Bill to boost teacher health coverage glides through Idaho House
Idaho teachers are one step closer to getting more affordable health coverage.
House lawmakers voted overwhelmingly to approve the bill Monday, which would incentivize school districts to join the state of Idaho’s health plan.
If funded through a separate bill, the state would cover another $4,000 of a teacher’s health insurance costs to bring them on-par with state employees.
The proposal, which was teased in Gov. Brad Little’s State of the State address, is estimated to cost $105 million.
Rep. Gary Marshall (R-Idaho Falls) taught in public schools at the beginning of his career. Marshall said his modest salary couldn’t support his expensive health plan and family.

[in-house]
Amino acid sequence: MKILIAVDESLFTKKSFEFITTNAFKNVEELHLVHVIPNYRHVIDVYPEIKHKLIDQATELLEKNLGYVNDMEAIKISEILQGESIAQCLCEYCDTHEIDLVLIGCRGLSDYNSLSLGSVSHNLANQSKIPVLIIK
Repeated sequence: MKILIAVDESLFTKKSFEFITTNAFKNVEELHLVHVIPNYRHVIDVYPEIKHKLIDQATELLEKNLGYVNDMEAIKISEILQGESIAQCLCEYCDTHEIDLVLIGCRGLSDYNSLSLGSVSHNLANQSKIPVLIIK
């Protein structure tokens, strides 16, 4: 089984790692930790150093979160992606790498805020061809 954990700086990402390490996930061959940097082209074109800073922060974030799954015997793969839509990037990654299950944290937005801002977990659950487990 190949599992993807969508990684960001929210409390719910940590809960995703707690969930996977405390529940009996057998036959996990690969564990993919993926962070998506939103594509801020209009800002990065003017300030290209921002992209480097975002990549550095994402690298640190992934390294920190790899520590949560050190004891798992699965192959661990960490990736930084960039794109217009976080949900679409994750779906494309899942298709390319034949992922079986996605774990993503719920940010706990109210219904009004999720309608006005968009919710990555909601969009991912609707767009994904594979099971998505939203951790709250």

“It is time for us to do this. It is extremely important. I left public education because I couldn’t make it,” he said.
Marshall eventually left to work at Rick’s College, which has since been renamed BYU-Idaho, for a slight pay bump and a significantly more affordable insurance plan.
Rep. Heather Scott (R-Blanchard) said she wants to help teachers by transitioning them to the state’s plan.
“But what that’s really doing in the free market is giving a windfall to [Blue Cross of Idaho],” Scott said.
Blue Cross of Idaho services the state’s plan, which is competitively bid. The insurance company first won the contract in 2005 and again in 2014.
The Idaho Division of Purchasing plans to release a new call for proposals later this year.
The bill now goes to the Senate for consideration.
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